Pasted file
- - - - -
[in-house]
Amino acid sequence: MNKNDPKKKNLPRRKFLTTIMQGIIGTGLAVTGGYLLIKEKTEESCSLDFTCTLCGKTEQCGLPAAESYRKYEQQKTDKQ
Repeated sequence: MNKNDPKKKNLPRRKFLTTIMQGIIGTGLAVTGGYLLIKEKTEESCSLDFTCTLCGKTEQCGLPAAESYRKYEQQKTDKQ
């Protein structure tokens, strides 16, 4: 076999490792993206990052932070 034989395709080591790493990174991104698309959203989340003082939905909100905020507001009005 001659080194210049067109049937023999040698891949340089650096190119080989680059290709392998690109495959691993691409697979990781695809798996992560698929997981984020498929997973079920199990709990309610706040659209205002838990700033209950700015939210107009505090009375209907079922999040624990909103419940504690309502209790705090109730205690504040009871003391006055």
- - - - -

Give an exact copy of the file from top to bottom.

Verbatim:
[in-house]
Amino acid sequence: MNKNDPKKKNLPRRKFLTTIMQGIIGTGLAVTGGYLLIKEKTEESCSLDFTCTLCGKTEQCGLPAAESYRKYEQQKTDKQ
Repeated sequence: MNKNDPKKKNLPRRKFLTTIMQGIIGTGLAVTGGYLLIKEKTEESCSLDFTCTLCGKTEQCGLPAAESYRKYEQQKTDKQ
């Protein structure tokens, strides 16, 4: 076999490792993206990052932070 034989395709080591790493990174991104698309959203989340003082939905909100905020507001009005 001659080194210049067109049937023999040698891949340089650096190119080989680059290709392998690109495959691993691409697979990781695809798996992560698929997981984020498929997973079920199990709990309610706040659209205002838990700033209950700015939210107009505090009375209907079922999040624990909103419940504690309502209790705090109730205690504040009871003391006055």